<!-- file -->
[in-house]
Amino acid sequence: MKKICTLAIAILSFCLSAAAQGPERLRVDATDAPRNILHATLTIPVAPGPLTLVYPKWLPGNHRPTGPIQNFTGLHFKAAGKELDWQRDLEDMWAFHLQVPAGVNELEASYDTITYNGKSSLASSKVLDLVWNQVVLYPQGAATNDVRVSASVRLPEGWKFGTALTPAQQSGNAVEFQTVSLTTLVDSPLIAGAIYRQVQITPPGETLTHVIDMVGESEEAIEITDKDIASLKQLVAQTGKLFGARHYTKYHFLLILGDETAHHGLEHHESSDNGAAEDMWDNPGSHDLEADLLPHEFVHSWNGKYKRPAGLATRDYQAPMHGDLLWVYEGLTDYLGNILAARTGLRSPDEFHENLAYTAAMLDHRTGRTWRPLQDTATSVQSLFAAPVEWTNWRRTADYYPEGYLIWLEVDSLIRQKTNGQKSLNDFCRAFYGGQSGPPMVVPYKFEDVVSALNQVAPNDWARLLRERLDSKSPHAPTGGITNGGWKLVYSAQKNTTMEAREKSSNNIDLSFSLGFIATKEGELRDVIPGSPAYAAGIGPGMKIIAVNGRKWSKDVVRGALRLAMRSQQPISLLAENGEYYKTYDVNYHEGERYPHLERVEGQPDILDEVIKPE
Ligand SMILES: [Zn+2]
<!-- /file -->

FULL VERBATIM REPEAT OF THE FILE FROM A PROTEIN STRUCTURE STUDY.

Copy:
[in-house]
Amino acid sequence: MKKICTLAIAILSFCLSAAAQGPERLRVDATDAPRNILHATLTIPVAPGPLTLVYPKWLPGNHRPTGPIQNFTGLHFKAAGKELDWQRDLEDMWAFHLQVPAGVNELEASYDTITYNGKSSLASSKVLDLVWNQVVLYPQGAATNDVRVSASVRLPEGWKFGTALTPAQQSGNAVEFQTVSLTTLVDSPLIAGAIYRQVQITPPGETLTHVIDMVGESEEAIEITDKDIASLKQLVAQTGKLFGARHYTKYHFLLILGDETAHHGLEHHESSDNGAAEDMWDNPGSHDLEADLLPHEFVHSWNGKYKRPAGLATRDYQAPMHGDLLWVYEGLTDYLGNILAARTGLRSPDEFHENLAYTAAMLDHRTGRTWRPLQDTATSVQSLFAAPVEWTNWRRTADYYPEGYLIWLEVDSLIRQKTNGQKSLNDFCRAFYGGQSGPPMVVPYKFEDVVSALNQVAPNDWARLLRERLDSKSPHAPTGGITNGGWKLVYSAQKNTTMEAREKSSNNIDLSFSLGFIATKEGELRDVIPGSPAYAAGIGPGMKIIAVNGRKWSKDVVRGALRLAMRSQQPISLLAENGEYYKTYDVNYHEGERYPHLERVEGQPDILDEVIKPE
Ligand SMILES: [Zn+2]